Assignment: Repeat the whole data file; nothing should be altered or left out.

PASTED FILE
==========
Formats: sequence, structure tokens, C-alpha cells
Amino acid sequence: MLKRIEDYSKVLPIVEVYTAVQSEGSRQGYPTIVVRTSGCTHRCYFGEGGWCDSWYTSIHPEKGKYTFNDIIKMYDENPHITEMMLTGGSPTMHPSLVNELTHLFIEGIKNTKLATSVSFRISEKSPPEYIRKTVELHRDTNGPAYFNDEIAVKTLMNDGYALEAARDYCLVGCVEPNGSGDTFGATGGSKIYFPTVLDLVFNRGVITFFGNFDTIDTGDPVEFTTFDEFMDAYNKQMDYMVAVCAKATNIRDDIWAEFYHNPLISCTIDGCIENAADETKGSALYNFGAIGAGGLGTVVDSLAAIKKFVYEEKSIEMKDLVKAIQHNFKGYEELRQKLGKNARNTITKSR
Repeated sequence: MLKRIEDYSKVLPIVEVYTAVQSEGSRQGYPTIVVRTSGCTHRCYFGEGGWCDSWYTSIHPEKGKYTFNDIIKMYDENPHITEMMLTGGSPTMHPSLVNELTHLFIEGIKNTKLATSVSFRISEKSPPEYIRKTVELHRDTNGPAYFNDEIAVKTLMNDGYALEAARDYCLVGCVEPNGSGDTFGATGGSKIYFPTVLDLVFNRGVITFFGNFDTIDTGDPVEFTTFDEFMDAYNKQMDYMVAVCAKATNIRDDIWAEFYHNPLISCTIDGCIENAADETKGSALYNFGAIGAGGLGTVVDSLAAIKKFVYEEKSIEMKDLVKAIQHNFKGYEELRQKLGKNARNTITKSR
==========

Formats: sequence, structure tokens, C-alpha cells
Amino acid sequence: MLKRIEDYSKVLPIVEVYTAVQSEGSRQGYPTIVVRTSGCTHRCYFGEGGWCDSWYTSIHPEKGKYTFNDIIKMYDENPHITEMMLTGGSPTMHPSLVNELTHLFIEGIKNTKLATSVSFRISEKSPPEYIRKTVELHRDTNGPAYFNDEIAVKTLMNDGYALEAARDYCLVGCVEPNGSGDTFGATGGSKIYFPTVLDLVFNRGVITFFGNFDTIDTGDPVEFTTFDEFMDAYNKQMDYMVAVCAKATNIRDDIWAEFYHNPLISCTIDGCIENAADETKGSALYNFGAIGAGGLGTVVDSLAAIKKFVYEEKSIEMKDLVKAIQHNFKGYEELRQKLGKNARNTITKSR
Repeated sequence: MLKRIEDYSKVLPIVEVYTAVQSEGSRQGYPTIVVRTSGCTHRCYFGEGGWCDSWYTSIHPEKGKYTFNDIIKMYDENPHITEMMLTGGSPTMHPSLVNELTHLFIEGIKNTKLATSVSFRISEKSPPEYIRKTVELHRDTNGPAYFNDEIAVKTLMNDGYALEAARDYCLVGCVEPNGSGDTFGATGGSKIYFPTVLDLVFNRGVITFFGNFDTIDTGDPVEFTTFDEFMDAYNKQMDYMVAVCAKATNIRDDIWAEFYHNPLISCTIDGCIENAADETKGSALYNFGAIGAGGLGTVVDSLAAIKKFVYEEKSIEMKDLVKAIQHNFKGYEELRQKLGKNARNTITKSR